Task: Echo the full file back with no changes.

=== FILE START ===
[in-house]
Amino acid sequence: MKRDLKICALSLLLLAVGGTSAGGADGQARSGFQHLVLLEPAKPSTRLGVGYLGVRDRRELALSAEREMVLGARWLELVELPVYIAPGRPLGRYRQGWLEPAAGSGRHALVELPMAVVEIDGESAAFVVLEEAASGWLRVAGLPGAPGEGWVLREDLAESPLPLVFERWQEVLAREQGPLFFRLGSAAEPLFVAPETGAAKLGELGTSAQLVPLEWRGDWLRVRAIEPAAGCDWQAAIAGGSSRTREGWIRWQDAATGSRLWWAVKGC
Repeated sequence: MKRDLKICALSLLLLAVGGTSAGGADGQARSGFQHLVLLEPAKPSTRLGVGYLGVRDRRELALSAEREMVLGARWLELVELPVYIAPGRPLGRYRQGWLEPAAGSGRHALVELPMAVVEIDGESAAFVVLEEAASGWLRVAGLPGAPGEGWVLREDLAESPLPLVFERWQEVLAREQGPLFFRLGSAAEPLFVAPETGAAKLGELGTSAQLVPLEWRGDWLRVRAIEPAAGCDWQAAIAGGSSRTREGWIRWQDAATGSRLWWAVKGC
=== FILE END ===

[in-house]
Amino acid sequence: MKRDLKICALSLLLLAVGGTSAGGADGQARSGFQHLVLLEPAKPSTRLGVGYLGVRDRRELALSAEREMVLGARWLELVELPVYIAPGRPLGRYRQGWLEPAAGSGRHALVELPMAVVEIDGESAAFVVLEEAASGWLRVAGLPGAPGEGWVLREDLAESPLPLVFERWQEVLAREQGPLFFRLGSAAEPLFVAPETGAAKLGELGTSAQLVPLEWRGDWLRVRAIEPAAGCDWQAAIAGGSSRTREGWIRWQDAATGSRLWWAVKGC
Repeated sequence: MKRDLKICALSLLLLAVGGTSAGGADGQARSGFQHLVLLEPAKPSTRLGVGYLGVRDRRELALSAEREMVLGARWLELVELPVYIAPGRPLGRYRQGWLEPAAGSGRHALVELPMAVVEIDGESAAFVVLEEAASGWLRVAGLPGAPGEGWVLREDLAESPLPLVFERWQEVLAREQGPLFFRLGSAAEPLFVAPETGAAKLGELGTSAQLVPLEWRGDWLRVRAIEPAAGCDWQAAIAGGSSRTREGWIRWQDAATGSRLWWAVKGC